Mirror of Justice

A blog dedicated to the development of Catholic legal theory.
Affiliated with the Program on Church, State & Society at Notre Dame Law School.

Wednesday, July 27, 2011

A response to Marc

I could understand and respect an argument maintaing that the crucifix in classrooms is so deeply embedded in Italian tradition (I understand you to so argue in your excellent forthcoming book) that the adoption of a secular state was not intended to provide a foundation for tearing down the crucifixes from the classrooms. (Even in Germany, the crosses remain unless a student complains). What I cannot respect are the arguments made to say that the crucifix transcends religion or the particular arguments that it transcends Catholicism.

I agree that the Italian state is not a theocracy, but its use of religious symbols makes it religious in important ways (symbols matter) and sectarian as well. I do not think it fair to argue that the choice is between a secular state and a theocracy. There are many things in between. I am not as confident as you that secular states do not exist on the planet. Switzerland, for example, does not allow crosses in its classrooms or its teachers to wear headscarfs (I think they got that case wrong). I do not know enough to claim that it does or does not qualify as a purely secular state.  But even if there are no purely secular states on the planet, even if some states are more or less secular than others, I remain convinced that the Administrative Court's opinion is provincial and either ignorant of or disrespectful of the Protestant tradition (a part of the Protestant tradition, by the way that I am not sympathetic to). I am jarred by the irony of a court making pronouncements about theological matters and downplaying the religious significance of the cross while claiming to be secular!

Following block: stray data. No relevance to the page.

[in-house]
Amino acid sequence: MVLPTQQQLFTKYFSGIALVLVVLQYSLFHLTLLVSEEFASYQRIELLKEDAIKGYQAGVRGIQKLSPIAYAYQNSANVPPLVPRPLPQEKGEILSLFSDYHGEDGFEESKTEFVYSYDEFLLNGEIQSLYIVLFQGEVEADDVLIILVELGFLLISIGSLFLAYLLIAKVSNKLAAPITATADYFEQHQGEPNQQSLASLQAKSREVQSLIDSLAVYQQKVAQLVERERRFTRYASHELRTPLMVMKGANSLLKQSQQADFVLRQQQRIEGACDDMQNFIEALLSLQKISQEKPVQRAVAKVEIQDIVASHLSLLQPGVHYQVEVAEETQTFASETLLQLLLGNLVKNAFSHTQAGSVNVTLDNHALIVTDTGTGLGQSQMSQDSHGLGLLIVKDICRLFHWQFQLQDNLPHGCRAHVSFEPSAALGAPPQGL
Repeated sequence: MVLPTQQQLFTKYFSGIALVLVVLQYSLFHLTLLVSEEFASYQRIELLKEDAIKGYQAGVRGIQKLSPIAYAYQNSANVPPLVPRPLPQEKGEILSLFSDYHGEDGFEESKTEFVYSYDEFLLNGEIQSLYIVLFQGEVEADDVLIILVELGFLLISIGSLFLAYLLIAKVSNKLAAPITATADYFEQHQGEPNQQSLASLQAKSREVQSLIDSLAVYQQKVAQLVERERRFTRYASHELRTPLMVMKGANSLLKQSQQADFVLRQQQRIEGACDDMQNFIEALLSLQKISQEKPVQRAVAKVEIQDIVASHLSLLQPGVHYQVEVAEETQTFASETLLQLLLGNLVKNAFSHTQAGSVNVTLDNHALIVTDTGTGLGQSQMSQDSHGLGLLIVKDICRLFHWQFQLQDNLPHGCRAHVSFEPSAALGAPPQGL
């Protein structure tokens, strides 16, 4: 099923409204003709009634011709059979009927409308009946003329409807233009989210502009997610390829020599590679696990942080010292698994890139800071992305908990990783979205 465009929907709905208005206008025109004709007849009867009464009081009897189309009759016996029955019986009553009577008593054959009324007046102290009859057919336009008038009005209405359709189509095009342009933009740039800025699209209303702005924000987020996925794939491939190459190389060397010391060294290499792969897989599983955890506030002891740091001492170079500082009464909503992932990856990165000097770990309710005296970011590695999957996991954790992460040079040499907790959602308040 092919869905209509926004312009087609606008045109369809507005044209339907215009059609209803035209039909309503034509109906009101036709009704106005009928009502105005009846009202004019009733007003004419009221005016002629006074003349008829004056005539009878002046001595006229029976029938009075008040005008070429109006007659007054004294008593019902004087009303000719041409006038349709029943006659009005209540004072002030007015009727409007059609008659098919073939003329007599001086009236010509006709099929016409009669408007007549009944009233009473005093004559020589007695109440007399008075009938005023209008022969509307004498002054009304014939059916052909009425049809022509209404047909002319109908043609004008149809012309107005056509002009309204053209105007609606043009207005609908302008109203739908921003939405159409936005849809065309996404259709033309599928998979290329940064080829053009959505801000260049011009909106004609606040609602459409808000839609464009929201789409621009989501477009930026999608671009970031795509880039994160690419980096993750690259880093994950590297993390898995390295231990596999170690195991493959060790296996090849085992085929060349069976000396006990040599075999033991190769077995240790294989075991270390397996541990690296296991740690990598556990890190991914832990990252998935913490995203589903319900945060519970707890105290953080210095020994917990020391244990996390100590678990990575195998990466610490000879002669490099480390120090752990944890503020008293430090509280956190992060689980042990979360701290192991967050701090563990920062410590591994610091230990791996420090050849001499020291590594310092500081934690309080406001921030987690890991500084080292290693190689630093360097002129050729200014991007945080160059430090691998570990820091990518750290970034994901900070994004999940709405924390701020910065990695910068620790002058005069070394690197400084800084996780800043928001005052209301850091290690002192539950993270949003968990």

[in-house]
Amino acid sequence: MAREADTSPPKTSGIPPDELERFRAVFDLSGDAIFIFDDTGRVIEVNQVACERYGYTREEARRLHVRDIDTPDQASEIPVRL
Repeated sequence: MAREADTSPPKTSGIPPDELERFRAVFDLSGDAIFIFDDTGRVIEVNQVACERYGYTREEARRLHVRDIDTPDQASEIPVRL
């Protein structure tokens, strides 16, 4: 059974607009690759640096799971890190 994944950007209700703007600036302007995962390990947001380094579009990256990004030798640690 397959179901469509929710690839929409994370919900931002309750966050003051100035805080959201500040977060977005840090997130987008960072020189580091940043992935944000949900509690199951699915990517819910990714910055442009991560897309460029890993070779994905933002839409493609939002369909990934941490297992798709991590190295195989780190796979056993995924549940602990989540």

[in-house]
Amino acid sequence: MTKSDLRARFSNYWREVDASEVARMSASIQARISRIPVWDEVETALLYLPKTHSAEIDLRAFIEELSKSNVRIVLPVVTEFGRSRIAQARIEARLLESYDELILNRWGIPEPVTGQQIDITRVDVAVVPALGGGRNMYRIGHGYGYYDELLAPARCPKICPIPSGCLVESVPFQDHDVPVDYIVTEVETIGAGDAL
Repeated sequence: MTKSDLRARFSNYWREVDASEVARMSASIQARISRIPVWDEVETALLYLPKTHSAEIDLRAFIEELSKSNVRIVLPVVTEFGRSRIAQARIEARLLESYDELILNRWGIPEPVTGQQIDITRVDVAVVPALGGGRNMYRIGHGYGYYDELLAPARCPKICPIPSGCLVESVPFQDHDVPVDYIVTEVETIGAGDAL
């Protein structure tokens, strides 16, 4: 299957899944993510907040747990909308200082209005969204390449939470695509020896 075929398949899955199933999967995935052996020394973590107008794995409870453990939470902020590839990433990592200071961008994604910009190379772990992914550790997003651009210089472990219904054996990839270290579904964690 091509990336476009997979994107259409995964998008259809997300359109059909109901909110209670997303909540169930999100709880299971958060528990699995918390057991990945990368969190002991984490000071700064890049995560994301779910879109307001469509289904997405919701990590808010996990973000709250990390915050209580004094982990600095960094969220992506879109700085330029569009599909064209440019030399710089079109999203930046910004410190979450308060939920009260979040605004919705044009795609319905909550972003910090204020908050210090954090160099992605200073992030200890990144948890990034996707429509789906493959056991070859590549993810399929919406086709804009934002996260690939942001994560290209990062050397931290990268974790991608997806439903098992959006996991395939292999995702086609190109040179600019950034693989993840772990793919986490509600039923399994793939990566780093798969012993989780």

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Steve, thanks for the (as always) fair response. I agree that to say that the crucifix transcends religion is a deeply regrettable way of putting things. I also agree that states can be more or less secular, and think you are right that there may be other states more fully secularized than Italy. France may be one.

Where we may disagree (given your views in The Religious Left and Church-State Relations -- which, as you know, I found an excellent book -- I think this is a disagreement) is on the extent to which it is necessary or positive for a secular state to remove religious symbols which have taken on important cultural valences from the public square.


Posted by: Marc DeGirolami | Jul 27, 2011 2:51:59 PM